What lifestyle changes can you make at home to improve fertility?
- Stop drinking alcohol (this is an important change)
- Create a sleep schedule for better, more restful sleep – it recharges the pituitary gland which controls sperm production (need 7+ hours of sleep minimum)
- Work toward a healthy weight (obesity lowers sperm count)
- Reduce stressful situations and practice self-care (stress taxes our brains and affects hormones)
- Exercise – but don’t overdo it (for men, this improves blood flow, heart rate, and metabolism which can translate to better sperm production)
- Eat a larger breakfast to fuel body and support proper hormone function
- Avoid toxins to keep your system clean and functioning optimally
- Replace some meat proteins with vegetable proteins – One study found that a higher protein intake from meat was linked to a 32% higher chance of developing ovulatory infertility
How to utilize CBD & THC for reproductive health and pain management
Cannabis has been known for its healing properties for centuries, but questions still remain on the impact of cannabis on sexual health. Cannabinoid receptors are located throughout the body, including reproductive organs. For women, these receptors are the densest in the uterus but are also found throughout the ovaries, vagina, vulva, fallopian tubes and more. This is why THC suppositories have shown to be extremely effective in combating menstrual and other vaginal pain.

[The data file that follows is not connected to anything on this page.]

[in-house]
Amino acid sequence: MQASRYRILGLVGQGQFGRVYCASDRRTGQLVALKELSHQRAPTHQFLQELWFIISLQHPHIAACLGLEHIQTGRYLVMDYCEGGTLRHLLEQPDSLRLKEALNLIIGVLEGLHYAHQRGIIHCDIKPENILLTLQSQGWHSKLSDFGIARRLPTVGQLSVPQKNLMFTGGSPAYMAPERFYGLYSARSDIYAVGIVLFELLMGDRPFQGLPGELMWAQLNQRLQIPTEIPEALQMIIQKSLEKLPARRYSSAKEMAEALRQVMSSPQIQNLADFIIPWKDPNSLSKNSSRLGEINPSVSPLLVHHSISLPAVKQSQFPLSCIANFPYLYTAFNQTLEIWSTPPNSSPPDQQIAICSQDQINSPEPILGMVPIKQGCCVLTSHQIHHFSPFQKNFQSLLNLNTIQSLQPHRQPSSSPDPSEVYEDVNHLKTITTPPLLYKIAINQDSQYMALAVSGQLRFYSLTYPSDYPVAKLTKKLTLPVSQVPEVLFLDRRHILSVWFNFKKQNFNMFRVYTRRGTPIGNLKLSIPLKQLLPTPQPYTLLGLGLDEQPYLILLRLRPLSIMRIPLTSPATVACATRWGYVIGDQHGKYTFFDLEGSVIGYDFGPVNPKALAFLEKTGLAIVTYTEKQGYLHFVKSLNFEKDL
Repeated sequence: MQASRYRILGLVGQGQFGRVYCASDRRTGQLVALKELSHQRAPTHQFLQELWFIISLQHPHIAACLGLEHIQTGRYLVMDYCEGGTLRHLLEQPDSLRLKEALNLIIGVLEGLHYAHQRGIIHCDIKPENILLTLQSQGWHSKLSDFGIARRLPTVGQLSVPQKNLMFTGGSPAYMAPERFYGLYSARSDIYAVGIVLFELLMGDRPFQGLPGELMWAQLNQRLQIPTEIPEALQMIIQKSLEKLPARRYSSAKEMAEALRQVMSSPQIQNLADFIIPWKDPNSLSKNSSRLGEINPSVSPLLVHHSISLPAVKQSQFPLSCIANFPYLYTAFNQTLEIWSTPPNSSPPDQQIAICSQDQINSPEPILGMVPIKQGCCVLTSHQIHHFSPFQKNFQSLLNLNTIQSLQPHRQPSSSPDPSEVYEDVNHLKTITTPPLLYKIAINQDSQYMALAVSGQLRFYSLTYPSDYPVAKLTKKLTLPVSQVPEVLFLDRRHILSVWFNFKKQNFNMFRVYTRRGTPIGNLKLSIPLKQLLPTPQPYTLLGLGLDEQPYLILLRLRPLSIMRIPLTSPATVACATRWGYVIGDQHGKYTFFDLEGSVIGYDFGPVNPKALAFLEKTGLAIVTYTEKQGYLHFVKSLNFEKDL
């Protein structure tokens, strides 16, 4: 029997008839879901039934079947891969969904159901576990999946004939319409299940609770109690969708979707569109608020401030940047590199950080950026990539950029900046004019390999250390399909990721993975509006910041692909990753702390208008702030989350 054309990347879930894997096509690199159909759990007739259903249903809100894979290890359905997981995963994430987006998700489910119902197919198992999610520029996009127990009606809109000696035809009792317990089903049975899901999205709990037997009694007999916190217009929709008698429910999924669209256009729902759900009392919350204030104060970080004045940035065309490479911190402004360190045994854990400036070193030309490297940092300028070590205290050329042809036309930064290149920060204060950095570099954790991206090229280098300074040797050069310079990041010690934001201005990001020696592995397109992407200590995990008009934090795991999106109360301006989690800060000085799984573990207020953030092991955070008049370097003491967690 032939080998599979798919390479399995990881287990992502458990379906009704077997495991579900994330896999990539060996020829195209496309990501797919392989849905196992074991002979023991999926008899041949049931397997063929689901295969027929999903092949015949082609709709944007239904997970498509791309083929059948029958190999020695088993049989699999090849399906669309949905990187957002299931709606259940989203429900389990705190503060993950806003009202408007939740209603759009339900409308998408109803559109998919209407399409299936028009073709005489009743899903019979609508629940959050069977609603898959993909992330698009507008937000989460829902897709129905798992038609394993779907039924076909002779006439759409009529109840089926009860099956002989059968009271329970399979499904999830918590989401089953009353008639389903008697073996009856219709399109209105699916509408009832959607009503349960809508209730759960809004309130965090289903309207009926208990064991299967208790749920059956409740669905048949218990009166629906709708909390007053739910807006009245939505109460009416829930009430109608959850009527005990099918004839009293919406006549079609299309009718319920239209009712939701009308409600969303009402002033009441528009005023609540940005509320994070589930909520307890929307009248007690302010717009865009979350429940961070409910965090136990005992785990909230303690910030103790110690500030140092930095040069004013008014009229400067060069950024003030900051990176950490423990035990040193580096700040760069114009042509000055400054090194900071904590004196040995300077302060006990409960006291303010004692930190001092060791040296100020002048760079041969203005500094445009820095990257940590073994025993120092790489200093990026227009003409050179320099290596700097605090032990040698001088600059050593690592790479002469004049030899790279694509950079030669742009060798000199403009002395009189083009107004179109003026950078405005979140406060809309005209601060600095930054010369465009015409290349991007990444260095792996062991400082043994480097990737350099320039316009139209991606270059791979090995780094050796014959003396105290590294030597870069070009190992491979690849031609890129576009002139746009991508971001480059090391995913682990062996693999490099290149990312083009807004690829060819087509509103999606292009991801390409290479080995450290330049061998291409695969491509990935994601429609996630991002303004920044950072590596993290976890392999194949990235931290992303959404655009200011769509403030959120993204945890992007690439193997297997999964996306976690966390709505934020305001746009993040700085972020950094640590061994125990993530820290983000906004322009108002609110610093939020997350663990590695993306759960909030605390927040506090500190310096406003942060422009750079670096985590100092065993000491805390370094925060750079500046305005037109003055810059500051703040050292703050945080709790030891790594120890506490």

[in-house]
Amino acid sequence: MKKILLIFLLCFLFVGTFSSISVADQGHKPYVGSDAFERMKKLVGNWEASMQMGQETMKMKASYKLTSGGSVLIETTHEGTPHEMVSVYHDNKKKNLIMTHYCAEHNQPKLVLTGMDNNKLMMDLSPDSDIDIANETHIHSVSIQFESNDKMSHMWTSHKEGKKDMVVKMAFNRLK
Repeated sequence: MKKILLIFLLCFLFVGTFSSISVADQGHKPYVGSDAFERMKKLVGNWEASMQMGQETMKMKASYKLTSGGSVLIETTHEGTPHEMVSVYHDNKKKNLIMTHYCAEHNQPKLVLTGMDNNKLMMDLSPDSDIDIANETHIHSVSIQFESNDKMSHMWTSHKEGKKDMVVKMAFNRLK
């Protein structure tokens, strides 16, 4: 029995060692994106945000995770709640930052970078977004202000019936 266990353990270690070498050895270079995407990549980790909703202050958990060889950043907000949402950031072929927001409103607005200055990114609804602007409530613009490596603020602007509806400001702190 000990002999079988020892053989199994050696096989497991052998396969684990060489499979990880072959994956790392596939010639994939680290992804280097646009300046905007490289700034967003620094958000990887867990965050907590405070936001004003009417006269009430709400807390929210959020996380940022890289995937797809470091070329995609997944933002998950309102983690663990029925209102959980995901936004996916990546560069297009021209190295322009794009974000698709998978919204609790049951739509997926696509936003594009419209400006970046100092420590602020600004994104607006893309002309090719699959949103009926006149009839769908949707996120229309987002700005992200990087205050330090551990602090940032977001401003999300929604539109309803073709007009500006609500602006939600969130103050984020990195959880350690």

Although CBD doesn’t stimulate cannabinoid receptors, its effect on other receptors in the genitals could produce a similar effect to that of THC, though this hasn’t been a major focus of clinical research yet. Cannabinoids address pain in two ways — not only do they desensitize pain-perceiving nerves, but they also limit a major contributor to pain. Inflammation.
According to Foria, research indicates that cannabinoids could treat endometriosis by stopping cell proliferation (an increase in the number of cells as a result of cell growth and cell division) and aiding in the prevention of cell migration. Women who suffer from endometriosis become extremely sensitive to toxins that cause inflammation. Thankfully, THC has anti-inflammatory properties due to the way it activates CB2 receptors. This can help to control inflammation caused by an overactive immune system.